The ongoing coronavirus pandemic has companies relying on work collaboration and video conferencing apps like Slack and Zoom. While Zoom has been enjoying its newfound fame, the company has also been a target of attacks and is dealing with vulnerabilities and security breaches.
Earlier today we reported about a security vulnerability which allows anyone you chat with to steal your Windows Login credentials. Now, Vice has published a report that identifies another flaw in Zoom. According to Vice, Zoom is leaking email addresses, user photos, and allowing some users to initiate a video call with strangers. This is because of how the app handles contacts that it perceives work for the same organization.
Apparently, the company has a feature called “Company Directory” that allows users to add others with the same domain so its easier to find can call people. The feature was meant to be users inside an organization where everyone shares the same domain name. However, the software is treating some of the private domains as they were a part of a company and as such, it’s adding thousands of random people to the pool as if they all worked for the same company, exposing their personal information to one another.
The user who tipped Vice about the issue said he could see their full names, their mail addresses, their profile picture (if they have any), their status and you can video call them. He also noted that for the bug to be exploited, a user needs to sign up with a non-standard email like xs4all.nl, dds.nl, and quicknet.nl. These are all Dutch internet service providers (ISPs) which offer email services.
The issue lies in Zoom’s “Company Directory” setting, which automatically adds other people to a user’s lists of contacts if they signed up with an email address that shares the same domain. This can make it easier to find a specific colleague to call when the domain belongs to an individual company. But multiple Zoom users say they signed up with personal email addresses, and Zoom pooled them together with thousands of other people as if they all worked for the same company, exposing their personal information to one another.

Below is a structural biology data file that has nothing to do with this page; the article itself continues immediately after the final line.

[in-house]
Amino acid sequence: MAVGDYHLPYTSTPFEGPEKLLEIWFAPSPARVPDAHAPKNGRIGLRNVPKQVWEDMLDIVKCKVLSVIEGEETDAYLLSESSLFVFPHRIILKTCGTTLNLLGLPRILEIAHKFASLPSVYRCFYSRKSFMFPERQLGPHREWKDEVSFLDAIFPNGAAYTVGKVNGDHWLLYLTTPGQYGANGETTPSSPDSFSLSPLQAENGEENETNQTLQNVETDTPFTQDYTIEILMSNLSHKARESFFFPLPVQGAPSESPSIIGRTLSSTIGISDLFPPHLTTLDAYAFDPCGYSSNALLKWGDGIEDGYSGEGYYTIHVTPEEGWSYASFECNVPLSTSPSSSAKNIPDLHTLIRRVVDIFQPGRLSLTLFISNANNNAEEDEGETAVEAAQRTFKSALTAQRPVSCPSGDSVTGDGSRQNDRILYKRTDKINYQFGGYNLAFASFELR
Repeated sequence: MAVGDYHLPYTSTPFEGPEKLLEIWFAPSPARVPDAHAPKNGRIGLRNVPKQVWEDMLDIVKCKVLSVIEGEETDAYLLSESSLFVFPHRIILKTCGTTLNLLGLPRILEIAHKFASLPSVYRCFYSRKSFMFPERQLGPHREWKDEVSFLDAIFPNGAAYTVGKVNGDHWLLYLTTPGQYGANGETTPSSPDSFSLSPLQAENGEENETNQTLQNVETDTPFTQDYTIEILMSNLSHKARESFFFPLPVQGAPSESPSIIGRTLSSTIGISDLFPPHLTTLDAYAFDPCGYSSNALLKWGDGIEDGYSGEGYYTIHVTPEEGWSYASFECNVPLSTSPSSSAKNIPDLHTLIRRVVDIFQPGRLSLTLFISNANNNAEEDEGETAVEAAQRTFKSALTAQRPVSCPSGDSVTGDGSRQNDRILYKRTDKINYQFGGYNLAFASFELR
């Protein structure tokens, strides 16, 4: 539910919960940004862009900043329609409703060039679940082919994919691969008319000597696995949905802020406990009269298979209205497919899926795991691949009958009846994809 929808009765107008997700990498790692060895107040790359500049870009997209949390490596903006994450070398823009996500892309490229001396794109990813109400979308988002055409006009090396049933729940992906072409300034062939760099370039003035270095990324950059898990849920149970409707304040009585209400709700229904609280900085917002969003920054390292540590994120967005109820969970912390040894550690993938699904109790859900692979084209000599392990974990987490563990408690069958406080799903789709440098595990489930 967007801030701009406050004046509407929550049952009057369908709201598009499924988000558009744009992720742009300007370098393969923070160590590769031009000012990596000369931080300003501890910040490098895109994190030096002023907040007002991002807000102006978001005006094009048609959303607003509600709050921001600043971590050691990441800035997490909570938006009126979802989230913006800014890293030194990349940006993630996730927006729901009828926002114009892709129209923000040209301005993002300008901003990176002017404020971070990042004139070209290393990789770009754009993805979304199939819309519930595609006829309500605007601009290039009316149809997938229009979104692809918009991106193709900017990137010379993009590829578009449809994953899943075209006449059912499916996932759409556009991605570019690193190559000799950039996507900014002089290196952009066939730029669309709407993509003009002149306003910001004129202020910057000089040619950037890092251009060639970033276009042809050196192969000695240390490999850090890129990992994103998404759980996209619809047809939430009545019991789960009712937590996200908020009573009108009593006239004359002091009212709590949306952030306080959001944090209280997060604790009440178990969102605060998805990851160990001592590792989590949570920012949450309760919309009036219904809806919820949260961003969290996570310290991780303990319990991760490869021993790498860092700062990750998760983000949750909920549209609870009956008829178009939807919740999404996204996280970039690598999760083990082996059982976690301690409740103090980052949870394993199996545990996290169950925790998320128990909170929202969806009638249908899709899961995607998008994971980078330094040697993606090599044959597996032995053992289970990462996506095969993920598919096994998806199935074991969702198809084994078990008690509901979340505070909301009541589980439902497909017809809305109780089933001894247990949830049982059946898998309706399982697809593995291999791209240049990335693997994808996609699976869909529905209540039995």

Vice also found instances of others complaining about the same issue on Twitter. All of the users signed in using Dutch non-standard emails and the app assumed that they were a part of the company.
@zoom_us I just had a look at the free for private use version of Zoom and registered with my private email. I now got 1000 names, email addresses and even pictures of people in the company Directory. Is this intentional? #GDPR pic.twitter.com/bw5xZIGtSE
— Jeroen J.V Lebon (@JJVLebon) March 23, 2020
Dutch ISP XS4ALL tweeted in response to a complaint, “This is something we cannot disable. You could see if Zoom can help you with this.” Another Dutch ISP DDS told Vice that it was aware about the issue but hasn’t heard anything directly from the customers. Zoom, on the other hand, gave the following statement to Vice:
Zoom maintains a blacklist of domains and regularly proactively identifies domains to be added. With regards to the specific domains that you highlighted in your note, those are now blacklisted.
Additionally, the company also pointed to a section of the website where users can request other domains to be removed from the Company Directory feature. Unfortunately, this is not the first time that the company has been caught with its pants down. Back in 2019, a researcher uncovered a bug that allowed hackers to take control of webcams without the knowledge of the user.
Earlier EFF pointed out how hosts can monitor the participants and know if a window the Zoom window is in focus or not and if users record the video call, then Zoom administrators are able to “access the contents of that recorded call, including video, audio, transcript, and chat files, as well as access to sharing, analytics, and cloud management privileges”. Last week, Zoom was caught sharing data with Facebook and just yesterday we covered Zoom’s bogus claims about end-to-end encryption on group calls.
Over the next 90 days, Zoom will be using all its resources to better identify, address, and fix security and privacy issues proactively. So, Zoom won’t be adding any new features in the next 3 months. It will also conduct a comprehensive review with third-party experts and representative users to understand and ensure the security of its service. Learn more about this announcement here.